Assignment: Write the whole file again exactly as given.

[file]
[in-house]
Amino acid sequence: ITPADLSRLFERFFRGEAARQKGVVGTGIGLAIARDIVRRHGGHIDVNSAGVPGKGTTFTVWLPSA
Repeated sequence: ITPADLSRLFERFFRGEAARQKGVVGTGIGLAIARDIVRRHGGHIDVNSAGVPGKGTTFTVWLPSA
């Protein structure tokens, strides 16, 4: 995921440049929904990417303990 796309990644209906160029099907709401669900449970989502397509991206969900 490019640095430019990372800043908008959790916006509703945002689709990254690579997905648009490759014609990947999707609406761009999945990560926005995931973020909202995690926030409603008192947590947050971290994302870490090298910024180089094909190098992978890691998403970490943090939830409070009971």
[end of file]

[in-house]
Amino acid sequence: ITPADLSRLFERFFRGEAARQKGVVGTGIGLAIARDIVRRHGGHIDVNSAGVPGKGTTFTVWLPSA
Repeated sequence: ITPADLSRLFERFFRGEAARQKGVVGTGIGLAIARDIVRRHGGHIDVNSAGVPGKGTTFTVWLPSA
């Protein structure tokens, strides 16, 4: 995921440049929904990417303990 796309990644209906160029099907709401669900449970989502397509991206969900 490019640095430019990372800043908008959790916006509703945002689709990254690579997905648009490759014609990947999707609406761009999945990560926005995931973020909202995690926030409603008192947590947050971290994302870490090298910024180089094909190098992978890691998403970490943090939830409070009971």